I attended school in Ontario, Canada, and have heard similar debates about our education system over the years. I'm not suggesting that the system is without its flaws or that ongoing review of and improvements to the standard curriculum is not necessary in order to meet the changing educational needs of our society...obviously, there is always room for improvement. But I do take issue with the view that our schools may be primarily responsible for the lack of basic skills and competency demonstrated by many of today's youth. I think that we need to take a step back here. Is the education system the problem here, or should we look at the's families?

I have two young children, and I trust that the curriculum established by our local school board is being taught to them by qualified professionals. However, I place the responsibility for ensuring that my children are doing their part firmly on my shoulders. Many of today's parents, and society in general, are so preoccupied with the pursuit of the almighty dollar that they have forgotten about family...the core of society. Raising our children to be productive members of society has been delegated far too often to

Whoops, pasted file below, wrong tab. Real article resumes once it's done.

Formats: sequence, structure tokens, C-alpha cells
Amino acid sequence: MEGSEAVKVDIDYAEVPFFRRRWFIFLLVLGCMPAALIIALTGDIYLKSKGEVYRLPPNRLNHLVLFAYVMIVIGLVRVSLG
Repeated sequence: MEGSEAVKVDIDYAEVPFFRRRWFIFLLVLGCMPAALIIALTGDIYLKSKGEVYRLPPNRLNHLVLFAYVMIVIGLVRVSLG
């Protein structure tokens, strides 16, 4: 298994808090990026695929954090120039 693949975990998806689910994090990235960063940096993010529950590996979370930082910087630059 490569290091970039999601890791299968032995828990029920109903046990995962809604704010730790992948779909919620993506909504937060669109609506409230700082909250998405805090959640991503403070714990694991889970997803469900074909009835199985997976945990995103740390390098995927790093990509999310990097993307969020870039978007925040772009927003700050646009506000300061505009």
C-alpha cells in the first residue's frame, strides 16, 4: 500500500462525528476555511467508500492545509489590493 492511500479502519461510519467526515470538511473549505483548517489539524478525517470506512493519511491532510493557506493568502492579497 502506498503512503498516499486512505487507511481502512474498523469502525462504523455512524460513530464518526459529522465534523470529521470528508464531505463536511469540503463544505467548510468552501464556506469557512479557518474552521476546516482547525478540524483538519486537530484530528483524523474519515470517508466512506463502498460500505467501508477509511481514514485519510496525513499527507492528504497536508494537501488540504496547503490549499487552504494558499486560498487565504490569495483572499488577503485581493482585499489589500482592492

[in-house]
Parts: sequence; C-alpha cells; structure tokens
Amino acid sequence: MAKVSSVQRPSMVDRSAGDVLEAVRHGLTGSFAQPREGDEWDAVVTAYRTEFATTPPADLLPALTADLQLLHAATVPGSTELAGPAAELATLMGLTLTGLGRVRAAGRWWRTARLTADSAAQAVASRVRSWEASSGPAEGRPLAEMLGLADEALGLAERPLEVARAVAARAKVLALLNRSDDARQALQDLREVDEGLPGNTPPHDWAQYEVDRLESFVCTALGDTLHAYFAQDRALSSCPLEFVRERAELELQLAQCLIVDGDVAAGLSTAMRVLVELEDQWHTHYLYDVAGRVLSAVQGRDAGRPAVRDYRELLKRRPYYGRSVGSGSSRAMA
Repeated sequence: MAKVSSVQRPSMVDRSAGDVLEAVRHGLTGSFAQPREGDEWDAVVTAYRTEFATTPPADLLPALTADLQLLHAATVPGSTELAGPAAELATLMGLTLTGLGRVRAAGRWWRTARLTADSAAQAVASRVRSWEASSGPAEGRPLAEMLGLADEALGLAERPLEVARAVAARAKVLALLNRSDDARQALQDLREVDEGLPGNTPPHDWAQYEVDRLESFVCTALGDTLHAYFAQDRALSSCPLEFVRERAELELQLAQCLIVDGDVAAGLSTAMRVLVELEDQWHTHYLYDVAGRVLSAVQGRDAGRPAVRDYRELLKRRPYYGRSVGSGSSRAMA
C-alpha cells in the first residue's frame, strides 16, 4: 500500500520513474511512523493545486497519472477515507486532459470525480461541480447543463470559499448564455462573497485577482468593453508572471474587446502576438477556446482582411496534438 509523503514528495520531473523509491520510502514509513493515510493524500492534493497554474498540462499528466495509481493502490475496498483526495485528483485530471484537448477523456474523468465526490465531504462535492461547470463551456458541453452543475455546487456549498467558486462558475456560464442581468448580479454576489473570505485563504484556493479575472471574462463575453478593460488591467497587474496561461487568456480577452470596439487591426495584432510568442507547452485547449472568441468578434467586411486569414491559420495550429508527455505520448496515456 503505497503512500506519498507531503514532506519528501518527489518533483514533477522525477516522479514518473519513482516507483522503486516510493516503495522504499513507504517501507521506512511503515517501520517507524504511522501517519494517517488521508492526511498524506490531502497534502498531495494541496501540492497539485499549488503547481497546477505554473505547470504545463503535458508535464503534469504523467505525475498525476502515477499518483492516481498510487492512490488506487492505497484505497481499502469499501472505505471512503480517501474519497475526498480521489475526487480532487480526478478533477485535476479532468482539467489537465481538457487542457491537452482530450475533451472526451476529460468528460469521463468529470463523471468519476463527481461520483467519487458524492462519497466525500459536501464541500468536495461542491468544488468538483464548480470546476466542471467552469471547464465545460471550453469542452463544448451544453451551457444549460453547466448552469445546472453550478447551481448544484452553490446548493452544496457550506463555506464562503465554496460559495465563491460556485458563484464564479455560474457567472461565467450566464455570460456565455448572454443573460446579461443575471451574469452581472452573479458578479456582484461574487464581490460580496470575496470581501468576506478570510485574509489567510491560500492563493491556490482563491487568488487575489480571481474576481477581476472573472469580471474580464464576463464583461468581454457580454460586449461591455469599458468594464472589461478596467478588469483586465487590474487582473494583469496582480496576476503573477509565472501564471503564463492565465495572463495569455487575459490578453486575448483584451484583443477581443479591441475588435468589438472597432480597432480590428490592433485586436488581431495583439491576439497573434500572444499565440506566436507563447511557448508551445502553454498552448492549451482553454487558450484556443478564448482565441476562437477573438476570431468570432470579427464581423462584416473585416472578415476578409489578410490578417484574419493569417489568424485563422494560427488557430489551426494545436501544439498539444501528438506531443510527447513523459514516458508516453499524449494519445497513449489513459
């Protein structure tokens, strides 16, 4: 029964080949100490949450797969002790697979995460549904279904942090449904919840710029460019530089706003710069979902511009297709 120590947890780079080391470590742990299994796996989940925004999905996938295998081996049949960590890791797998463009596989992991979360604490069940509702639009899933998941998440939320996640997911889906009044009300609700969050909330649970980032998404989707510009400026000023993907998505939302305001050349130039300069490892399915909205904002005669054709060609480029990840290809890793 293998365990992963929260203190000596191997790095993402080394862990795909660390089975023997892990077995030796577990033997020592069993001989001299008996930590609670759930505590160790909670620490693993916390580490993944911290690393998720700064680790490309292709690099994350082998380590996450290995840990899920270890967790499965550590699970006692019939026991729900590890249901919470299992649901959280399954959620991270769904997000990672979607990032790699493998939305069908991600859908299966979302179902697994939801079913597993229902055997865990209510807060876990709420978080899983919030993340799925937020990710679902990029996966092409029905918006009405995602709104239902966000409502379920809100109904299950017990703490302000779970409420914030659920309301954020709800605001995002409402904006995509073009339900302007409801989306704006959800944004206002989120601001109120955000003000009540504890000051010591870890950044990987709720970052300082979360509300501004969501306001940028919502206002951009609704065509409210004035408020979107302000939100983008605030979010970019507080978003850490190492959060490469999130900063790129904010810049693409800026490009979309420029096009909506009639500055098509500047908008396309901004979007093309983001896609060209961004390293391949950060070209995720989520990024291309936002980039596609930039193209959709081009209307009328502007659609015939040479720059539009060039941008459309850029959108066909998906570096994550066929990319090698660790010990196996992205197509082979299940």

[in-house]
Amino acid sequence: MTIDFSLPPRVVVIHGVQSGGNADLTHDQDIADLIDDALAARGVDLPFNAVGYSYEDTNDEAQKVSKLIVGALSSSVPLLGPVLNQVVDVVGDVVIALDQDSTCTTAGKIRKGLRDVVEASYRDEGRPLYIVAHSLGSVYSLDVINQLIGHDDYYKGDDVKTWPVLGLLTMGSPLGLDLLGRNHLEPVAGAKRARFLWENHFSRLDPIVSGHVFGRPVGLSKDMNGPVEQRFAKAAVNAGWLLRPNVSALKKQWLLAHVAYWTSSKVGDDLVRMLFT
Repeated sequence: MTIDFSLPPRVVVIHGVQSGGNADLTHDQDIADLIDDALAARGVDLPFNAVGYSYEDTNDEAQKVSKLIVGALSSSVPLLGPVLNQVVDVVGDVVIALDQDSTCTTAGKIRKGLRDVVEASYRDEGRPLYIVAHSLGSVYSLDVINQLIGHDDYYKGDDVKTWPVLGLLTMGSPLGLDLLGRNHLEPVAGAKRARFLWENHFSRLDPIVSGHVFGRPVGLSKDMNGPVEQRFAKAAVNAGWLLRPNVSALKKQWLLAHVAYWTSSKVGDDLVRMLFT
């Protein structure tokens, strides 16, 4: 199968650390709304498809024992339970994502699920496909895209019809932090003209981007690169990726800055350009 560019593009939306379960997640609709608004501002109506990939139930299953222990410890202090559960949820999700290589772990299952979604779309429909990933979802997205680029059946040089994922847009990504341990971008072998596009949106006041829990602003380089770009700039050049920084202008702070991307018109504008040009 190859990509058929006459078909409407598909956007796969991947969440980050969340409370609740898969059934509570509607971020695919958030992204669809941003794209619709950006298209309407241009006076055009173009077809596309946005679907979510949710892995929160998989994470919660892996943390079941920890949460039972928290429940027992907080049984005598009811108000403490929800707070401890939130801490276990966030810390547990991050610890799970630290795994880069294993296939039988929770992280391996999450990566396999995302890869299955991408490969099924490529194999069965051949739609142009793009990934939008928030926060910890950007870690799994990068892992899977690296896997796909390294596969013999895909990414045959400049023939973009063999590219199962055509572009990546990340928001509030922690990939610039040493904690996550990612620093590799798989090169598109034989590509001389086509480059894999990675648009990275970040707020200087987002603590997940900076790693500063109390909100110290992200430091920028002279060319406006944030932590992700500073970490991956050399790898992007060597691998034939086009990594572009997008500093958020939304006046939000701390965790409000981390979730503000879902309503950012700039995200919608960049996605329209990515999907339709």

educators, day care providers and baby sitters. When a child fails to succeed in school, we blame the school. In extreme cases, when one of our youth becomes involved with crime, we blame the school system, lax security policies, or our local police and government. Yet, the erosion of the family seems to carry on with little notice or blame.